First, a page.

A tertiary center in the US presented retrospective data on 47 women after salvage operation following at least one revision on mesh-related complications. Different operative strategies and approaches were applied, depending on the intraoperative findings. The median follow-up was 2 years. Patients presented with various symptoms and 72% could be treated successfully (QoL questionnaire) by the first salvage operation. However, 14 women needed a reconstruction of the urethra, 5 women a continent stoma, and 2 women a partial cystectomy. The treatment of patients with symptoms of chronic pain was difficult; only 28% reported a relief of symptoms postoperatively. The authors assume 3 potential causes of mesh-related urethral complications; namely, (1) the surgeon simply pulls the sling too tight at surgery, (2) a correctly placed sling contracts with time due to tissue ingrowth, and (3) faulty surgical technique results in placement of the sling directly into the urinary tract [19].

Other case reports showed good postoperative results after covering the exposed alloplastic material with vulvar fat without resection [35]. In case of sling erosion into the bladder with consecutive infections, stone formation, and pain, transurethral resection or laser excision (holmium and thulium) techniques have been successful [21, 36]. Other groups reported successful individual cases with laparoscopic and robot-assisted excision and transvesical reconstructions to treat the mesh erosions after MUS implantation [30, 37, 38].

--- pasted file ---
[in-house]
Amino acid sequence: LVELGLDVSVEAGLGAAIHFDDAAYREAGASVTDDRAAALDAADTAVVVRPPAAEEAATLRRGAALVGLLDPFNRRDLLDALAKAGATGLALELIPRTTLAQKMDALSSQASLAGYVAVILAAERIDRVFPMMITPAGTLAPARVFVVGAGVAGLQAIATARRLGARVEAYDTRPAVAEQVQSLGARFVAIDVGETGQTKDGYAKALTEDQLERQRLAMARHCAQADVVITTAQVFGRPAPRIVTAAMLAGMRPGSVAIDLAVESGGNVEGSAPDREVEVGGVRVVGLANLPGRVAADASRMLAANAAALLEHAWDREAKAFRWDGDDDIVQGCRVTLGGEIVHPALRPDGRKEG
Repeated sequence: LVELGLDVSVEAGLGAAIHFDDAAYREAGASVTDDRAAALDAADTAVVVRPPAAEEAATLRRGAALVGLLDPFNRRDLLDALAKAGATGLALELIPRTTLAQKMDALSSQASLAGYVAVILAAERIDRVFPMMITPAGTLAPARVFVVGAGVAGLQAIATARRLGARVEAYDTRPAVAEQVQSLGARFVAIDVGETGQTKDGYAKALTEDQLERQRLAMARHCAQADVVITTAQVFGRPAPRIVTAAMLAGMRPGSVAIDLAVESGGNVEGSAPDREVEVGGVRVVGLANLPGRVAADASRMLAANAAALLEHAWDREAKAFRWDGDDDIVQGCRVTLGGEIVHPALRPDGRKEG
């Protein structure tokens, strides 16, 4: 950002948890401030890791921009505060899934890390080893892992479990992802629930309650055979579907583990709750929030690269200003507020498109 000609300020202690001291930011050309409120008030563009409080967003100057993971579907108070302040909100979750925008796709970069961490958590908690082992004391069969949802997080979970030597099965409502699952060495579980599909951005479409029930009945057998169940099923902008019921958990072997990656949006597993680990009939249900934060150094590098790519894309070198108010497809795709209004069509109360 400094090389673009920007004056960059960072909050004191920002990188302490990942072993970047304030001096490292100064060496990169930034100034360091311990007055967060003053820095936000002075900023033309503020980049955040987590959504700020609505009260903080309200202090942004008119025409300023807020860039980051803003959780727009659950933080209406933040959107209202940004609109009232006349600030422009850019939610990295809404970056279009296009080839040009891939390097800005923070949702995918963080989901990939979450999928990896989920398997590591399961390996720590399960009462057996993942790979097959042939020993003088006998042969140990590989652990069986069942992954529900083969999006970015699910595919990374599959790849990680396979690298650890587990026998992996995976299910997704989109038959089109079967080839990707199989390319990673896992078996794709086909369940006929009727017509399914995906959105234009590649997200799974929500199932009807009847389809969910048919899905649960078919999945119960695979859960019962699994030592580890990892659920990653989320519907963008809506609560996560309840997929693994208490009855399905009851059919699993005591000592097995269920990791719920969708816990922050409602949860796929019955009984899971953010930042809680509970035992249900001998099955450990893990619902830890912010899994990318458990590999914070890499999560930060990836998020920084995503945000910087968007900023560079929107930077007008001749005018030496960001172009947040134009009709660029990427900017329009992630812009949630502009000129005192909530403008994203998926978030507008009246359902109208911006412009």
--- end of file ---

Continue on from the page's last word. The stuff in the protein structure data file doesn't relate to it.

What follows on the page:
4. Conclusion

Mesh-related complications are a current emerging problem, which confronts all urologists and gynecologists in their daily practice. The previous findings from retrospective studies show that early surgical treatment of these complications is advantageous. There is no profound evidence based algorithm on the access and surgical procedure up to date. However, transurethral and vaginal mesh excision techniques were demonstrated to be safe and successful in present studies. It is important to ensure a gentle tissue dissection and continuous follow-up after the surgery. The revision operations belong in the hands of experts and should be documented prospectively in trials and registries.

Conflict of Interests

The authors declare that there is no conflict of interests regarding the publication of this paper.

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Copyright © 2015 D. Barski and D. Y. Deng. This is an open access article distributed under the Creative Commons Attribution License, which permits unrestricted use, distribution, and reproduction in any medium, provided the original work is properly cited.